Home Secretary Suella Braverman plans urgent overhaul Prevent after inquiry found it was treating potential terrorists as ‘victims’ and is too focused on right-wing extremism
- Home Secretary Suella Braverman plans to overhaul the Prevent programme
- Insiders allege reforming the counter-terrorism scheme is a ‘key priority’ to her
- Reformation push comes months after a report said Prevent protected terrorists
The UK’s new Home Secretary is planning an ‘urgent overhaul’ of the Government’s counter-terrorism scheme after an inquiry revealed potential terrorists were being treated as ‘victims.’
Suella Braverman has said reforming the Prevent programme, which aims to stop individuals from becoming terrorists, is a ‘key priority for her within her first few months,’ insiders allege.
Ms Braverman’s push for reform comes just months after a scathing report found that under its current model Prevent is ‘protecting terrorists and not the public.’
The assessment, which was commissioned three years ago but released over summer, also cautioned the programme disproportionately focuses on far-right extremism and not the ‘lethal threat from Islamism.’
While the details of Ms Braverman’s reformation plans were not readily available, a Government source noted the ‘Home Secretary takes terrorism prevention incredibly seriously.’
New Home Secretary Suella Braverman (pictured on Friday) is planning an ‘urgent overhaul’ of the Government’s counter-terrorism scheme after an inquiry revealed potential terrorists were being treated as ‘victims,’ sources allege
The findings of the Prevent report have caused concern within the Government, The Telegraph reported.
The official inquiry concluded Prevent, which was originally established by Tony Blair, is no longer fulfilling its ‘core mission’ of stopping people from becoming terrorists.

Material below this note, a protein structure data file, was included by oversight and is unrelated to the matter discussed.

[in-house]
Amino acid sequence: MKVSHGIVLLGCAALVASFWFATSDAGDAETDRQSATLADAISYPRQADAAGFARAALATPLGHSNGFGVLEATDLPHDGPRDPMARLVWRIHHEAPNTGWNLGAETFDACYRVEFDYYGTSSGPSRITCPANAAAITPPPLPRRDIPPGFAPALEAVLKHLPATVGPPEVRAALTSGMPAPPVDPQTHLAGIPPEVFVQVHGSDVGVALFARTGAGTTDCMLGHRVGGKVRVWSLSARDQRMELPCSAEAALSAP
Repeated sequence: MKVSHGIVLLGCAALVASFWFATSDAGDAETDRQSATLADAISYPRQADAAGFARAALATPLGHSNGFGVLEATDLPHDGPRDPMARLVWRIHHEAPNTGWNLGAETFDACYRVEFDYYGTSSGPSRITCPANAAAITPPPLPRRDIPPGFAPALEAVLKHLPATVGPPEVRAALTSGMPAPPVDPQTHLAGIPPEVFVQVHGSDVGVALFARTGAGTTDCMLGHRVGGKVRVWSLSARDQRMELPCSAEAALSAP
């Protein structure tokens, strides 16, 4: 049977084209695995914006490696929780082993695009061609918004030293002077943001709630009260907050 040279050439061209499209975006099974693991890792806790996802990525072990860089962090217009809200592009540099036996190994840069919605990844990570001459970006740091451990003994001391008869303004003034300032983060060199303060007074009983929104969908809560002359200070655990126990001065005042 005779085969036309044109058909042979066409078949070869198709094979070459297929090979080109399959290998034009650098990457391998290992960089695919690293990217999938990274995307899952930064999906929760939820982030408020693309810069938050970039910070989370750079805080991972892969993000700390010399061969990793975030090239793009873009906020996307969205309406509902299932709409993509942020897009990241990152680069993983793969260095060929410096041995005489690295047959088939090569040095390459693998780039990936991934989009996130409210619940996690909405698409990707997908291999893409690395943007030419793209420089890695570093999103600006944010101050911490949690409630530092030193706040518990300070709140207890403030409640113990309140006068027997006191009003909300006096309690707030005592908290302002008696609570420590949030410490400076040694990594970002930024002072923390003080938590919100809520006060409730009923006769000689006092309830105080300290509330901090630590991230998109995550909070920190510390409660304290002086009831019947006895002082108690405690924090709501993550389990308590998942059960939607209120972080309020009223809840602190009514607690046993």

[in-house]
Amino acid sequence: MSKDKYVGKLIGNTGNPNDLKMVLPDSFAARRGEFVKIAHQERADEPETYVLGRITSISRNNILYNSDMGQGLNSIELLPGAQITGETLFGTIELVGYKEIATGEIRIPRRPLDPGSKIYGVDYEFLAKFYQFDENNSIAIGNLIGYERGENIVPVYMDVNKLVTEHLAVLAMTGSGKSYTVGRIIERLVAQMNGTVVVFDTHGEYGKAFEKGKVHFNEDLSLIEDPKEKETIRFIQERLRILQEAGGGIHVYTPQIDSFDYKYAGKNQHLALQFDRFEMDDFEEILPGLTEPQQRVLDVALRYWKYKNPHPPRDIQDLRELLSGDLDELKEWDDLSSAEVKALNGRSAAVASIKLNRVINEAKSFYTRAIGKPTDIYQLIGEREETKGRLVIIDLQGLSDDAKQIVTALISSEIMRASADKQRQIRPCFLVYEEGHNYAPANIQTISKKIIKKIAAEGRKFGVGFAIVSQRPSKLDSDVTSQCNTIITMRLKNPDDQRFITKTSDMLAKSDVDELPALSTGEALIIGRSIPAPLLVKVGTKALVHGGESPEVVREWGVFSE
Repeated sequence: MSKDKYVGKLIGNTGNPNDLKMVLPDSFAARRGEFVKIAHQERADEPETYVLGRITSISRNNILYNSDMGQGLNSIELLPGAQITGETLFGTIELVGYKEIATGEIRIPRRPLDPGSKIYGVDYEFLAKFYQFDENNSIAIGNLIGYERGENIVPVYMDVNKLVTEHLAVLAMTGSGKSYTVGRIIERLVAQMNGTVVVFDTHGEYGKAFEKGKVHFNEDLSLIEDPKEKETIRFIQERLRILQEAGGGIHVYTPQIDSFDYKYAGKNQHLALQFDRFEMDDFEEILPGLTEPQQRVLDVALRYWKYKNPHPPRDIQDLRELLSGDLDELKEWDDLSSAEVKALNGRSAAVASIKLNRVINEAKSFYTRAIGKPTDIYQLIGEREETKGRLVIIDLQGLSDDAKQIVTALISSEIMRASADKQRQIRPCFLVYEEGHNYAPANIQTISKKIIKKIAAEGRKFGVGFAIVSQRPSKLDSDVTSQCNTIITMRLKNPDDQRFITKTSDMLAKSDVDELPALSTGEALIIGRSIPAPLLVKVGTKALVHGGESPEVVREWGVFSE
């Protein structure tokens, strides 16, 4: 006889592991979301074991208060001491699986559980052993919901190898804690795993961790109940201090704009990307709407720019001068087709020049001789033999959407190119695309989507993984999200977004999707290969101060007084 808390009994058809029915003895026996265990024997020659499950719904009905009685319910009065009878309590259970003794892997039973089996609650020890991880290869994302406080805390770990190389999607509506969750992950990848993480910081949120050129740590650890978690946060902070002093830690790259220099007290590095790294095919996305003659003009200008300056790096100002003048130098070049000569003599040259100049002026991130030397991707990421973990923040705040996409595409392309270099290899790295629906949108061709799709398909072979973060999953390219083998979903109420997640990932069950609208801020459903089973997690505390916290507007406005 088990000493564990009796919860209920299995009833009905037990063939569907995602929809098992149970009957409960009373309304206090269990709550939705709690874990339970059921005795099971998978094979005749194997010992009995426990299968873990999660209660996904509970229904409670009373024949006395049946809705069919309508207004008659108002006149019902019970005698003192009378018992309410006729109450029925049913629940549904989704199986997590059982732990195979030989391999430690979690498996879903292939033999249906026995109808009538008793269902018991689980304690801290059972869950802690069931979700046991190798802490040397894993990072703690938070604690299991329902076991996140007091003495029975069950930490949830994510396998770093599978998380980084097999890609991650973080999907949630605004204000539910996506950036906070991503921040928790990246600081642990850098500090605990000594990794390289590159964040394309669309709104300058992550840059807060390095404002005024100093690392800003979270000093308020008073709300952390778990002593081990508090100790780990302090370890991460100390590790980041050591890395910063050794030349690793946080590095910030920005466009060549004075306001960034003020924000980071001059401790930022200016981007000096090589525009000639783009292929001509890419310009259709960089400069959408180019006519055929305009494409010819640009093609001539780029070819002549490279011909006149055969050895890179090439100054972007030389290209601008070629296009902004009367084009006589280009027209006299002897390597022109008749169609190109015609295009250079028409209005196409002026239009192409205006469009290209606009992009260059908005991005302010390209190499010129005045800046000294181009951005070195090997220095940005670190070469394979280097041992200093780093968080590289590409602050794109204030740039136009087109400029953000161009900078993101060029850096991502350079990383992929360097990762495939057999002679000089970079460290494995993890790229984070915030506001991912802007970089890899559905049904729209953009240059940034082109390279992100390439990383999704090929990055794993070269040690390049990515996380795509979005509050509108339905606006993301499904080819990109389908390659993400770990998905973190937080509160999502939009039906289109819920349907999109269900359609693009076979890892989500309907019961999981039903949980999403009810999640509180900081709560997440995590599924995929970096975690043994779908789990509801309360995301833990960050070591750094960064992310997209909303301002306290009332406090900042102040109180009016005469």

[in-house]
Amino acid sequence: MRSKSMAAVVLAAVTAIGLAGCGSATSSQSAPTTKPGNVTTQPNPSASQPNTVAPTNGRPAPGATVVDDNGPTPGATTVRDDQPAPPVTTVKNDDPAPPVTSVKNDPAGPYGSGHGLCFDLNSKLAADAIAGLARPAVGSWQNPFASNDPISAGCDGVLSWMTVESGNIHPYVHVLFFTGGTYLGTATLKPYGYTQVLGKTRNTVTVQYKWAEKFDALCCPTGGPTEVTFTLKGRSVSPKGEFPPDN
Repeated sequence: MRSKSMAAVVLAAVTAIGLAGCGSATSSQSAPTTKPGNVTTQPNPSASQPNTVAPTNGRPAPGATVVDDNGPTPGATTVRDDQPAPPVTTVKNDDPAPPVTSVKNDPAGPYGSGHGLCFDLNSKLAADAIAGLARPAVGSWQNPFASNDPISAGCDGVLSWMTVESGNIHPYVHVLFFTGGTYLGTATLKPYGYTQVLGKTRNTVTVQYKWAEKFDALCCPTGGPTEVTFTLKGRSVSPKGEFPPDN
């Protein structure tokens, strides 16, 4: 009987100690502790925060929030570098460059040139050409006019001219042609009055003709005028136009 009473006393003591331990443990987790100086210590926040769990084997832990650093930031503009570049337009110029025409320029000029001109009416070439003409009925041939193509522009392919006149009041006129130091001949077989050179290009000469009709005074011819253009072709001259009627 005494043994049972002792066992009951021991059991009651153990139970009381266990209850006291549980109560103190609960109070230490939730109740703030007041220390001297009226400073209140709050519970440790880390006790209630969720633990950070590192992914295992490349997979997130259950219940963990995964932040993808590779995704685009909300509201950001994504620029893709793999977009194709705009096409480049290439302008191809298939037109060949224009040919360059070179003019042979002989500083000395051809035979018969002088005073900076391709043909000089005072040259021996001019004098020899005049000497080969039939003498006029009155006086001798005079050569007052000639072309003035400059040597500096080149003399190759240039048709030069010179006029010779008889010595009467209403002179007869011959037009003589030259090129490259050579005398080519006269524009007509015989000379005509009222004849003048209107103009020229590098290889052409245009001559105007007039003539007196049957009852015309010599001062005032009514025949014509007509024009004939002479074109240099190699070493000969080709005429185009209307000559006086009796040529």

Instead the programme is allegedly ‘protecting those referred into Prevent from harm’ instead of ‘protecting the public’ from potential terrorists.
The assessment, written by former Charity Commission chairman William Shawcross, argues Prevent must ‘return to its overarching objective: to stop individuals from becoming terrorists or supporting terrorism.’
‘Prevent is a crucial pillar of the UK’s counter-terrorism architecture, yet it has increasingly come to be seen as synonymous with safeguarding (i.e. an emphasis on protecting those referred into Prevent from harm and addressing their personal vulnerabilities).
The assessment, written by former Charity Commission chairman William Shawcross (pictured in 2011), argues Prevent must ‘return to its overarching objective: to stop individuals from becoming terrorists or supporting terrorism’
‘Prevent too often bestows a status of victimhood on all who come into contact with it, confusing practitioners and officials as to Prevent’s fundamental purpose.’
The report also claims some taxpayer funds being distributed by Prevent are at risk of being handed to groups that promote extremist views.
Mr Shawcross reportedly examined hundreds of millions of pounds of funding distributed by the programme.
He alleged Prevent was ‘too often’ putting money towards ‘generic’ projects and in some instances risked the funds going to organisations that ‘promoted extremist narratives.’
He claimed one piece of internal research at Prevent ‘listed a prominent Conservative politician and member of the Government as being among figures ‘associated with far-right sympathetic audiences, and Brexit.”
In another example he claimed officials involved with the programme are focusing on right-wing extremism ‘above and beyond the actual threat it posed’ to ‘try and fend off accusations’ that the organizations was ‘stigmatising minority communities’.
‘Prevent’s first objective – to tackle the causes of radicalisation and respond to the ideological challenge of terrorism – is not being sufficiently met,’ Mr Shawcross aid. ‘Prevent is not doing enough to counter non-violent Islamist extremism.’
He did applaud he programme’s current ‘Prevent duty,’ which requires public officials to prevent people from being drawn to extremism. He said the duty ‘works well’ and is ‘especially effective in schools.’
He was also ‘greatly encouraged by the dedication and diligence’ of the programme’s current ‘early intervention’ mechanism.
A Home Office spokesman told the Telegraph: ‘Prevent is a vital tool for safeguarding against radicalisation. We will not allow extremists or terrorists to spread hate or sow division, and Prevent provides crucial interventions that divert people away from dangerous ideologies.
‘The Independent Review of Prevent will ensure we continue to improve our counter-terrorism response, and stop people from being drawn into terrorism. The report is currently being finalised.’
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